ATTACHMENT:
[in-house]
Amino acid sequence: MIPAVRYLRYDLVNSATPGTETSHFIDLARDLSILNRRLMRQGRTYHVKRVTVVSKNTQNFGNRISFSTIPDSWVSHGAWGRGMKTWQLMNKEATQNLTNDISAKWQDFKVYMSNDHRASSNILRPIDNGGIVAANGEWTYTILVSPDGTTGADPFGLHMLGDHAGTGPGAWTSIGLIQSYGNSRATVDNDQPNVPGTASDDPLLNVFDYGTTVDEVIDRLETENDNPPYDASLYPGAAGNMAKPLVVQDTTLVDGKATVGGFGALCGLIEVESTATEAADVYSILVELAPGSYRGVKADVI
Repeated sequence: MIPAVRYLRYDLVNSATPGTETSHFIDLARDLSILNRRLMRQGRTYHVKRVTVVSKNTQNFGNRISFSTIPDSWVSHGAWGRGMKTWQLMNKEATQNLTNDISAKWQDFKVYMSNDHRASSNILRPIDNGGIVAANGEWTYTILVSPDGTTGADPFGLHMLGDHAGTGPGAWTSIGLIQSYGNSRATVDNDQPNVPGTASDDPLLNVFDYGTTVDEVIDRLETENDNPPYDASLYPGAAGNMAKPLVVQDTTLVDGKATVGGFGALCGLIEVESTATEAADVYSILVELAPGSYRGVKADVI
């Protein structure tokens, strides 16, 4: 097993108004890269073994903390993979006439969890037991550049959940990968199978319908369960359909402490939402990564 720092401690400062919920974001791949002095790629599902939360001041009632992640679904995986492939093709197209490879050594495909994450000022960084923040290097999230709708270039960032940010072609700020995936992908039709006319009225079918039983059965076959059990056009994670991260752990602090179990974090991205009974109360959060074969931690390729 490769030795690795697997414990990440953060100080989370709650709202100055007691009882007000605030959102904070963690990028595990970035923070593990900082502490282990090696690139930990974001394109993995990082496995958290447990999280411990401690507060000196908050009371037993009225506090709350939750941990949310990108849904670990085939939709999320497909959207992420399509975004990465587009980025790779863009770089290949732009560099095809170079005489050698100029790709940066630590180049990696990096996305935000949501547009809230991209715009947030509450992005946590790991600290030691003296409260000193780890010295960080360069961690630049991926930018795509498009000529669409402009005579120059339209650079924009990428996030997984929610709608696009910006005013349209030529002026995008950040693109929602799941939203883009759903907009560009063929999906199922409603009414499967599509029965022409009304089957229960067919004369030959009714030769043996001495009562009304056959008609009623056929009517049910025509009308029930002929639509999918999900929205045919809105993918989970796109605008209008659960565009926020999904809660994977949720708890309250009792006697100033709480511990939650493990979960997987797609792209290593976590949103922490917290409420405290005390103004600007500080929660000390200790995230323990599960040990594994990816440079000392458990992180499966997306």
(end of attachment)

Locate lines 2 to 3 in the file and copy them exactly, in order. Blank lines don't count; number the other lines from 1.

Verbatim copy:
Amino acid sequence: MIPAVRYLRYDLVNSATPGTETSHFIDLARDLSILNRRLMRQGRTYHVKRVTVVSKNTQNFGNRISFSTIPDSWVSHGAWGRGMKTWQLMNKEATQNLTNDISAKWQDFKVYMSNDHRASSNILRPIDNGGIVAANGEWTYTILVSPDGTTGADPFGLHMLGDHAGTGPGAWTSIGLIQSYGNSRATVDNDQPNVPGTASDDPLLNVFDYGTTVDEVIDRLETENDNPPYDASLYPGAAGNMAKPLVVQDTTLVDGKATVGGFGALCGLIEVESTATEAADVYSILVELAPGSYRGVKADVI
Repeated sequence: MIPAVRYLRYDLVNSATPGTETSHFIDLARDLSILNRRLMRQGRTYHVKRVTVVSKNTQNFGNRISFSTIPDSWVSHGAWGRGMKTWQLMNKEATQNLTNDISAKWQDFKVYMSNDHRASSNILRPIDNGGIVAANGEWTYTILVSPDGTTGADPFGLHMLGDHAGTGPGAWTSIGLIQSYGNSRATVDNDQPNVPGTASDDPLLNVFDYGTTVDEVIDRLETENDNPPYDASLYPGAAGNMAKPLVVQDTTLVDGKATVGGFGALCGLIEVESTATEAADVYSILVELAPGSYRGVKADVI